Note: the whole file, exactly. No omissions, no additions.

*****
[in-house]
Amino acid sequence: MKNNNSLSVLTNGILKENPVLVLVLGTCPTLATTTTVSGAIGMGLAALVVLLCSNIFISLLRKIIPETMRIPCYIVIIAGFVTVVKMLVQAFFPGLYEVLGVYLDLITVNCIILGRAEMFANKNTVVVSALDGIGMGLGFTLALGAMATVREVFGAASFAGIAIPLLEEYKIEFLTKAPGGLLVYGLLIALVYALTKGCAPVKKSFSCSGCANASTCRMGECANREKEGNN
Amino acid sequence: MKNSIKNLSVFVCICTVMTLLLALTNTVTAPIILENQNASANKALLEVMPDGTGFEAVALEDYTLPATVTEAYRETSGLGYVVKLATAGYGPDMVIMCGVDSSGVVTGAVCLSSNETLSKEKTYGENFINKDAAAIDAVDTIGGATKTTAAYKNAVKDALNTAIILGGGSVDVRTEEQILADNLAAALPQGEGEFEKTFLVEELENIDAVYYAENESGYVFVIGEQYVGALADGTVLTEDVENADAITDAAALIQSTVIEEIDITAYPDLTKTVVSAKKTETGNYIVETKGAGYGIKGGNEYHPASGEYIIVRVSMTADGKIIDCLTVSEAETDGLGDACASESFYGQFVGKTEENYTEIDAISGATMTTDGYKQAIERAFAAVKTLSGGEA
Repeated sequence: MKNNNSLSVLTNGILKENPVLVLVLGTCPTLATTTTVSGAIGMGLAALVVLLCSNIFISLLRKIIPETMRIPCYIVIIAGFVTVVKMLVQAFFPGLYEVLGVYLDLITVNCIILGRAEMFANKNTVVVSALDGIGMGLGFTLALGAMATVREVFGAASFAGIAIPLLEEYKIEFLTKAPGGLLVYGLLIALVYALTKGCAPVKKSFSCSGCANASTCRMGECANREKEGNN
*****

[in-house]
Amino acid sequence: MKNNNSLSVLTNGILKENPVLVLVLGTCPTLATTTTVSGAIGMGLAALVVLLCSNIFISLLRKIIPETMRIPCYIVIIAGFVTVVKMLVQAFFPGLYEVLGVYLDLITVNCIILGRAEMFANKNTVVVSALDGIGMGLGFTLALGAMATVREVFGAASFAGIAIPLLEEYKIEFLTKAPGGLLVYGLLIALVYALTKGCAPVKKSFSCSGCANASTCRMGECANREKEGNN
Amino acid sequence: MKNSIKNLSVFVCICTVMTLLLALTNTVTAPIILENQNASANKALLEVMPDGTGFEAVALEDYTLPATVTEAYRETSGLGYVVKLATAGYGPDMVIMCGVDSSGVVTGAVCLSSNETLSKEKTYGENFINKDAAAIDAVDTIGGATKTTAAYKNAVKDALNTAIILGGGSVDVRTEEQILADNLAAALPQGEGEFEKTFLVEELENIDAVYYAENESGYVFVIGEQYVGALADGTVLTEDVENADAITDAAALIQSTVIEEIDITAYPDLTKTVVSAKKTETGNYIVETKGAGYGIKGGNEYHPASGEYIIVRVSMTADGKIIDCLTVSEAETDGLGDACASESFYGQFVGKTEENYTEIDAISGATMTTDGYKQAIERAFAAVKTLSGGEA
Repeated sequence: MKNNNSLSVLTNGILKENPVLVLVLGTCPTLATTTTVSGAIGMGLAALVVLLCSNIFISLLRKIIPETMRIPCYIVIIAGFVTVVKMLVQAFFPGLYEVLGVYLDLITVNCIILGRAEMFANKNTVVVSALDGIGMGLGFTLALGAMATVREVFGAASFAGIAIPLLEEYKIEFLTKAPGGLLVYGLLIALVYALTKGCAPVKKSFSCSGCANASTCRMGECANREKEGNN